HHV-6B and HHV-7 DNA was found in malignant but not benign tumors that derive from common salivary gland adenomas.
In a retrospective cross-sectional cohort study, Jauhiainen et al. (2021) of the Department of Otorhinolaryngology at Helskinki Univesity Hospital examined the presence of nucleic acids of 30 different viruses in formalin-fixed paraffin-embedded salivary gland tumors.
Overall, viral DNA was significantly more frequently detected in a type of salivary tumor called carcinoma ex pleomorphic adenoma (CaxPA). CaxPA is the result of infrequent malignant transformation of the most common type of salivary gland tumor, pleomorphic adenoma.
Herpesvirus family DNA was detected significantly more often in CaxPA (58%) than in PA (13%, p=0.0369) or recurrent pleomorphic adenoma (9%, p=0.0030). Specifically, viral DNA was found in the CaxPA specimens for HHV-7 (58%), HHV-6B (42%) and EBV (25%). The 3 samples that contained EBV DNA also contained DNA from HHV-6B or HHV-7.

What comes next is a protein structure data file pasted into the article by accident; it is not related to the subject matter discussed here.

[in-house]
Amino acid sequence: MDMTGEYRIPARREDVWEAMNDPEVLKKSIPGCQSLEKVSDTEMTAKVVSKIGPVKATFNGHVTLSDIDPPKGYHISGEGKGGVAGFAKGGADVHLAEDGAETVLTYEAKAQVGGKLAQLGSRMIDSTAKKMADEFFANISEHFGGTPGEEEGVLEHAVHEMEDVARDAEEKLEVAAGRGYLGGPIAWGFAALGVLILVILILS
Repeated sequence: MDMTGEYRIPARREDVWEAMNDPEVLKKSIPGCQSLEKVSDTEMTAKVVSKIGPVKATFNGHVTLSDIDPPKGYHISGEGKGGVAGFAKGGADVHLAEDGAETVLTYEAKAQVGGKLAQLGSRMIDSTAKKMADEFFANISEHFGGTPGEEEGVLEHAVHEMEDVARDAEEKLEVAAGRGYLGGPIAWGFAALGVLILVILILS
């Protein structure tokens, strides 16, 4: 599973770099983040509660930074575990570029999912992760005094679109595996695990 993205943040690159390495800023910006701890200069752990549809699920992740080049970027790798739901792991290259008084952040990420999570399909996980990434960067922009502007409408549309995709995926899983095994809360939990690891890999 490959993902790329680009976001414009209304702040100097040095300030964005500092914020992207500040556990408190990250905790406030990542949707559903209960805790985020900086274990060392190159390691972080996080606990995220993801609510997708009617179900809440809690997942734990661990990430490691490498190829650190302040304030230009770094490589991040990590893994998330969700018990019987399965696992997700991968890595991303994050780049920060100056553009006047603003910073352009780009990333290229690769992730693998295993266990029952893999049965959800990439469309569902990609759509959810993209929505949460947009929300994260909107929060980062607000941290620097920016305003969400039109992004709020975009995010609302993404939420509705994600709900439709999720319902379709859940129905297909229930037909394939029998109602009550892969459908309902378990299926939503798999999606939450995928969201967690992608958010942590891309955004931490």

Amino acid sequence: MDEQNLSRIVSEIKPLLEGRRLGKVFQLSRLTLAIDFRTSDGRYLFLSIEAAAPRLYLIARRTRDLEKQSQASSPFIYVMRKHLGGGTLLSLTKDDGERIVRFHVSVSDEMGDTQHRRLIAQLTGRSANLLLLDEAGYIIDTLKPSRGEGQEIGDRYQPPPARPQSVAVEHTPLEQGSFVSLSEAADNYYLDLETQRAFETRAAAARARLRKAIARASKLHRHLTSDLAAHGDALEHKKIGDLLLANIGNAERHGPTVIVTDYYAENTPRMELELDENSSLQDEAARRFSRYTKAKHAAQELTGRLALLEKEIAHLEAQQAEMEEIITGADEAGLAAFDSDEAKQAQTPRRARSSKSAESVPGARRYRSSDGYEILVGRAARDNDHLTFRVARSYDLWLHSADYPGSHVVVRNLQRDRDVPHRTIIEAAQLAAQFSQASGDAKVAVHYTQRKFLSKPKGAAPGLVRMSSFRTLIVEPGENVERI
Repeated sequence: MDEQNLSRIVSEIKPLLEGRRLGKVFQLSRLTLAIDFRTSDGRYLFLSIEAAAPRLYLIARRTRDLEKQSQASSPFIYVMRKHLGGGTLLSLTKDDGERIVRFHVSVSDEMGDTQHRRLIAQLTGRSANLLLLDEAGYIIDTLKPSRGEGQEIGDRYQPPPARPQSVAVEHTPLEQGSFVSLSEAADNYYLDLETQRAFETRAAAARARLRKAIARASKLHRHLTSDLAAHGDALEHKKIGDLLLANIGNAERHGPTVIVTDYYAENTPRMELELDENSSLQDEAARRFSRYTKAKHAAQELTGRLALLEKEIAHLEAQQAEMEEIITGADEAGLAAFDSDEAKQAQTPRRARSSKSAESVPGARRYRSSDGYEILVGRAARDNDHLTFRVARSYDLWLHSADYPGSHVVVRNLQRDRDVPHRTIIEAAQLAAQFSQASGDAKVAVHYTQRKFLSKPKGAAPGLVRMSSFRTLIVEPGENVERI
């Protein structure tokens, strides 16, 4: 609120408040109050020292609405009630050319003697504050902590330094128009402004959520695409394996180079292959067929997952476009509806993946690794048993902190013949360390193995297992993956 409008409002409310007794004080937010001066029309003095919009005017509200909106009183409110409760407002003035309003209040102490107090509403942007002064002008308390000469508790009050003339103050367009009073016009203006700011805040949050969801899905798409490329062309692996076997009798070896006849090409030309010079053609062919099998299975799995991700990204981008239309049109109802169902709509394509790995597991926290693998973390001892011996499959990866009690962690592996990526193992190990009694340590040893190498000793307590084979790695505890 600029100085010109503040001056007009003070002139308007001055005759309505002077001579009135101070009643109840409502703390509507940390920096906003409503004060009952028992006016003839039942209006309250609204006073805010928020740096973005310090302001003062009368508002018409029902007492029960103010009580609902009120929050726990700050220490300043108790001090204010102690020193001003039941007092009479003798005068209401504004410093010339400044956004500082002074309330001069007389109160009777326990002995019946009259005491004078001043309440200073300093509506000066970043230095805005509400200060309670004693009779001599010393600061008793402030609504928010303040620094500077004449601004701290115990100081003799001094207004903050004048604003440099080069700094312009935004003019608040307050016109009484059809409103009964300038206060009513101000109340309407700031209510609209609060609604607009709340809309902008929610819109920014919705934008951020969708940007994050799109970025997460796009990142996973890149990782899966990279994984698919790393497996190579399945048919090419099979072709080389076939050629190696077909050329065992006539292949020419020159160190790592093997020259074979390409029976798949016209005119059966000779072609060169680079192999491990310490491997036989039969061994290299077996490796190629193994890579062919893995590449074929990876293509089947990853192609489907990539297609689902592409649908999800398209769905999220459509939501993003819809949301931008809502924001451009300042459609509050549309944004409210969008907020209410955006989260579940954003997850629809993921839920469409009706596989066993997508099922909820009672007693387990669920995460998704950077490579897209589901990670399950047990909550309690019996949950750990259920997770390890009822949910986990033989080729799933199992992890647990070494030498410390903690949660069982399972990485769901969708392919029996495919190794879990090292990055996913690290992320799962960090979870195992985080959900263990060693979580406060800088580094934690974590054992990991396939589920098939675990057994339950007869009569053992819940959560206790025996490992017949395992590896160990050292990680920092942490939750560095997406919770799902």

The presence of viral nucleic acid in malignant tissue does not prove a causal role in the malignancy, particularly when the cell type in which the viral nucleic acid is present has not been identified.
The mechanisms by which HHV-6 and HHV-7 may produce malignancy has been summarized in a recent review (Eliassen 2018).
Read the full article: Jauhiainen 2021